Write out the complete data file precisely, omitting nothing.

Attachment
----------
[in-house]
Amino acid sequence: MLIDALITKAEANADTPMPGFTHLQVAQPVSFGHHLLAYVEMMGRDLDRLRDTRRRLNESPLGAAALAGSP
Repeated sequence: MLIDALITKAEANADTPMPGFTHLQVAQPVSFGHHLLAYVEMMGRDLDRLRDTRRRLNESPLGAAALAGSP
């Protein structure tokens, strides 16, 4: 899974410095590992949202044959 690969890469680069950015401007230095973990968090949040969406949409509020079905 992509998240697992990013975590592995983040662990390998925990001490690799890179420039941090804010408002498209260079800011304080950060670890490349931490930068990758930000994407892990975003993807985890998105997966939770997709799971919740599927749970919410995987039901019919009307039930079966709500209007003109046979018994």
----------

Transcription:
[in-house]
Amino acid sequence: MLIDALITKAEANADTPMPGFTHLQVAQPVSFGHHLLAYVEMMGRDLDRLRDTRRRLNESPLGAAALAGSP
Repeated sequence: MLIDALITKAEANADTPMPGFTHLQVAQPVSFGHHLLAYVEMMGRDLDRLRDTRRRLNESPLGAAALAGSP
């Protein structure tokens, strides 16, 4: 899974410095590992949202044959 690969890469680069950015401007230095973990968090949040969406949409509020079905 992509998240697992990013975590592995983040662990390998925990001490690799890179420039941090804010408002498209260079800011304080950060670890490349931490930068990758930000994407892990975003993807985890998105997966939770997709799971919740599927749970919410995987039901019919009307039930079966709500209007003109046979018994």